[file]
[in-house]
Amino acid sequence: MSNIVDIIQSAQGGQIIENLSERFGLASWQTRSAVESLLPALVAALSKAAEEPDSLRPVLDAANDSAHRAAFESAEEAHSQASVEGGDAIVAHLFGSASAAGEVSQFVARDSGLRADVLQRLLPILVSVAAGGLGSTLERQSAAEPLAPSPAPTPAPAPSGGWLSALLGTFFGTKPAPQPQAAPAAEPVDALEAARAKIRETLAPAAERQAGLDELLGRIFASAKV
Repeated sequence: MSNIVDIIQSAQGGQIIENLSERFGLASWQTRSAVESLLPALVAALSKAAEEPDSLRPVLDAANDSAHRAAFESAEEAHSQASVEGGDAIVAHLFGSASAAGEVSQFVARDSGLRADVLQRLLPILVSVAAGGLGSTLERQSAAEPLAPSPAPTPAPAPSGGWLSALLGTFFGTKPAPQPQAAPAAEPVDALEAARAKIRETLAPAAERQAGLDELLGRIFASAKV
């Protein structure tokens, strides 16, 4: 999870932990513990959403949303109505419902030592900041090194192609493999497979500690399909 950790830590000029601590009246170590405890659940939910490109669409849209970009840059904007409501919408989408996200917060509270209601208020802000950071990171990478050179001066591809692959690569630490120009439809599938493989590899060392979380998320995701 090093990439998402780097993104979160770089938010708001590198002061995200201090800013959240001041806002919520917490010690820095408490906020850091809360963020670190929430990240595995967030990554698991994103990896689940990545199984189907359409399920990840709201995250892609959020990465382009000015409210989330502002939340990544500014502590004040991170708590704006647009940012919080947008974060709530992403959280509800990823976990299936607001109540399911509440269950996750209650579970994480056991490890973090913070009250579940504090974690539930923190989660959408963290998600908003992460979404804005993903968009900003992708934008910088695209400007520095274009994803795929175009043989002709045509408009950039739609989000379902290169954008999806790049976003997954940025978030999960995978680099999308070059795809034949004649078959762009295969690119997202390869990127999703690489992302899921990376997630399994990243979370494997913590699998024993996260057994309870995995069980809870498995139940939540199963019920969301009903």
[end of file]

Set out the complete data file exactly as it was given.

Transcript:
[in-house]
Amino acid sequence: MSNIVDIIQSAQGGQIIENLSERFGLASWQTRSAVESLLPALVAALSKAAEEPDSLRPVLDAANDSAHRAAFESAEEAHSQASVEGGDAIVAHLFGSASAAGEVSQFVARDSGLRADVLQRLLPILVSVAAGGLGSTLERQSAAEPLAPSPAPTPAPAPSGGWLSALLGTFFGTKPAPQPQAAPAAEPVDALEAARAKIRETLAPAAERQAGLDELLGRIFASAKV
Repeated sequence: MSNIVDIIQSAQGGQIIENLSERFGLASWQTRSAVESLLPALVAALSKAAEEPDSLRPVLDAANDSAHRAAFESAEEAHSQASVEGGDAIVAHLFGSASAAGEVSQFVARDSGLRADVLQRLLPILVSVAAGGLGSTLERQSAAEPLAPSPAPTPAPAPSGGWLSALLGTFFGTKPAPQPQAAPAAEPVDALEAARAKIRETLAPAAERQAGLDELLGRIFASAKV
């Protein structure tokens, strides 16, 4: 999870932990513990959403949303109505419902030592900041090194192609493999497979500690399909 950790830590000029601590009246170590405890659940939910490109669409849209970009840059904007409501919408989408996200917060509270209601208020802000950071990171990478050179001066591809692959690569630490120009439809599938493989590899060392979380998320995701 090093990439998402780097993104979160770089938010708001590198002061995200201090800013959240001041806002919520917490010690820095408490906020850091809360963020670190929430990240595995967030990554698991994103990896689940990545199984189907359409399920990840709201995250892609959020990465382009000015409210989330502002939340990544500014502590004040991170708590704006647009940012919080947008974060709530992403959280509800990823976990299936607001109540399911509440269950996750209650579970994480056991490890973090913070009250579940504090974690539930923190989660959408963290998600908003992460979404804005993903968009900003992708934008910088695209400007520095274009994803795929175009043989002709045509408009950039739609989000379902290169954008999806790049976003997954940025978030999960995978680099999308070059795809034949004649078959762009295969690119997202390869990127999703690489992302899921990376997630399994990243979370494997913590699998024993996260057994309870995995069980809870498995139940939540199963019920969301009903």